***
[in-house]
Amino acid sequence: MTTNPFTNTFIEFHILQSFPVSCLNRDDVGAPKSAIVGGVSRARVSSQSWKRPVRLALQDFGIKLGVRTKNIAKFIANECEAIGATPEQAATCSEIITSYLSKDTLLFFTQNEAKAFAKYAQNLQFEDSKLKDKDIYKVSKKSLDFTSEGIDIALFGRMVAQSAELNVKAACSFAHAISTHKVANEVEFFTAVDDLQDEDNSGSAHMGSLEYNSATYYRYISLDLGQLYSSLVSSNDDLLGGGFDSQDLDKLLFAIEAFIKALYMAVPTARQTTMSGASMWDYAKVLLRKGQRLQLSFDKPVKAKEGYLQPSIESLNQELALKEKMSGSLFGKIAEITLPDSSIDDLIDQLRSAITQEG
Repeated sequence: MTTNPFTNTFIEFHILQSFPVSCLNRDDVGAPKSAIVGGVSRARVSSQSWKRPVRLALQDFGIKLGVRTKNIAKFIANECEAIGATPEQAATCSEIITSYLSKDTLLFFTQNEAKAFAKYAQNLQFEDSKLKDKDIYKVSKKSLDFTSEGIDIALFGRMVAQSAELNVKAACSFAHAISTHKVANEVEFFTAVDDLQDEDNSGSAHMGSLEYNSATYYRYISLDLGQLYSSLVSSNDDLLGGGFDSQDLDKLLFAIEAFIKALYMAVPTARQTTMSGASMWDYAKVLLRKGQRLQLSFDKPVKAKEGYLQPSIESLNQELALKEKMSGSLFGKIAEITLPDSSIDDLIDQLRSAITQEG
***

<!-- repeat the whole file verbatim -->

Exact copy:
[in-house]
Amino acid sequence: MTTNPFTNTFIEFHILQSFPVSCLNRDDVGAPKSAIVGGVSRARVSSQSWKRPVRLALQDFGIKLGVRTKNIAKFIANECEAIGATPEQAATCSEIITSYLSKDTLLFFTQNEAKAFAKYAQNLQFEDSKLKDKDIYKVSKKSLDFTSEGIDIALFGRMVAQSAELNVKAACSFAHAISTHKVANEVEFFTAVDDLQDEDNSGSAHMGSLEYNSATYYRYISLDLGQLYSSLVSSNDDLLGGGFDSQDLDKLLFAIEAFIKALYMAVPTARQTTMSGASMWDYAKVLLRKGQRLQLSFDKPVKAKEGYLQPSIESLNQELALKEKMSGSLFGKIAEITLPDSSIDDLIDQLRSAITQEG
Repeated sequence: MTTNPFTNTFIEFHILQSFPVSCLNRDDVGAPKSAIVGGVSRARVSSQSWKRPVRLALQDFGIKLGVRTKNIAKFIANECEAIGATPEQAATCSEIITSYLSKDTLLFFTQNEAKAFAKYAQNLQFEDSKLKDKDIYKVSKKSLDFTSEGIDIALFGRMVAQSAELNVKAACSFAHAISTHKVANEVEFFTAVDDLQDEDNSGSAHMGSLEYNSATYYRYISLDLGQLYSSLVSSNDDLLGGGFDSQDLDKLLFAIEAFIKALYMAVPTARQTTMSGASMWDYAKVLLRKGQRLQLSFDKPVKAKEGYLQPSIESLNQELALKEKMSGSLFGKIAEITLPDSSIDDLIDQLRSAITQEG